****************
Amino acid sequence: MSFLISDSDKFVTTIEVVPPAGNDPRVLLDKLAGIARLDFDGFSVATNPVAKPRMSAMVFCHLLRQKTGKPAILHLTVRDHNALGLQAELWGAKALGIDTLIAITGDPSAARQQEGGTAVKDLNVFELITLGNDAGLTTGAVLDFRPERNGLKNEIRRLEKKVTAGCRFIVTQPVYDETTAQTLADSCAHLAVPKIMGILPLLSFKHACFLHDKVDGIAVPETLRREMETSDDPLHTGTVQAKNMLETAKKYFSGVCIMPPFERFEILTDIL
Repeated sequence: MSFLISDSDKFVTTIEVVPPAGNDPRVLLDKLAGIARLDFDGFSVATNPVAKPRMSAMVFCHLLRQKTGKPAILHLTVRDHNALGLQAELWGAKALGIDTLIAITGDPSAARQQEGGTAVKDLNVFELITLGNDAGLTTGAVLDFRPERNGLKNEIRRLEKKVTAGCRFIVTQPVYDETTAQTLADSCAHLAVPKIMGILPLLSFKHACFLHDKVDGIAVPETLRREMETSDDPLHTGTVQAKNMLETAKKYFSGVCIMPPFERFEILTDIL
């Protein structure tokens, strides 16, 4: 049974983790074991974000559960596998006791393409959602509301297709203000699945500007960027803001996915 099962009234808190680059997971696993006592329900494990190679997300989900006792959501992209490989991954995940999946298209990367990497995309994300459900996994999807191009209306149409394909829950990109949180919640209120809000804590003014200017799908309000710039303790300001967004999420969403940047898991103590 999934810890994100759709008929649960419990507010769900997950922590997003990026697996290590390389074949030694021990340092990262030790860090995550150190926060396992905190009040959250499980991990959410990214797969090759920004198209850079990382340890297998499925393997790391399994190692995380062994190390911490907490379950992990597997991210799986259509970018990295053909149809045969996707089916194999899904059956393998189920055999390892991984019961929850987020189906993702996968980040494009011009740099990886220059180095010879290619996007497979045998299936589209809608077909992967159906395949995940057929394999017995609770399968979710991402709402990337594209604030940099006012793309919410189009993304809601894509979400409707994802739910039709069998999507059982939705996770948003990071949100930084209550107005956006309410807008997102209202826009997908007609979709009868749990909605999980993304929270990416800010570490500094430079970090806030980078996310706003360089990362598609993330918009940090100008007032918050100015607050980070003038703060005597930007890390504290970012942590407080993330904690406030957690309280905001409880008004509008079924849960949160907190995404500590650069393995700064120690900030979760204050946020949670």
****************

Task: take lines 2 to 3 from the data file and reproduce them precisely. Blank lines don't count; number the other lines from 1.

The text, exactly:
Repeated sequence: MSFLISDSDKFVTTIEVVPPAGNDPRVLLDKLAGIARLDFDGFSVATNPVAKPRMSAMVFCHLLRQKTGKPAILHLTVRDHNALGLQAELWGAKALGIDTLIAITGDPSAARQQEGGTAVKDLNVFELITLGNDAGLTTGAVLDFRPERNGLKNEIRRLEKKVTAGCRFIVTQPVYDETTAQTLADSCAHLAVPKIMGILPLLSFKHACFLHDKVDGIAVPETLRREMETSDDPLHTGTVQAKNMLETAKKYFSGVCIMPPFERFEILTDIL
């Protein structure tokens, strides 16, 4: 049974983790074991974000559960596998006791393409959602509301297709203000699945500007960027803001996915 099962009234808190680059997971696993006592329900494990190679997300989900006792959501992209490989991954995940999946298209990367990497995309994300459900996994999807191009209306149409394909829950990109949180919640209120809000804590003014200017799908309000710039303790300001967004999420969403940047898991103590 999934810890994100759709008929649960419990507010769900997950922590997003990026697996290590390389074949030694021990340092990262030790860090995550150190926060396992905190009040959250499980991990959410990214797969090759920004198209850079990382340890297998499925393997790391399994190692995380062994190390911490907490379950992990597997991210799986259509970018990295053909149809045969996707089916194999899904059956393998189920055999390892991984019961929850987020189906993702996968980040494009011009740099990886220059180095010879290619996007497979045998299936589209809608077909992967159906395949995940057929394999017995609770399968979710991402709402990337594209604030940099006012793309919410189009993304809601894509979400409707994802739910039709069998999507059982939705996770948003990071949100930084209550107005956006309410807008997102209202826009997908007609979709009868749990909605999980993304929270990416800010570490500094430079970090806030980078996310706003360089990362598609993330918009940090100008007032918050100015607050980070003038703060005597930007890390504290970012942590407080993330904690406030957690309280905001409880008004509008079924849960949160907190995404500590650069393995700064120690900030979760204050946020949670």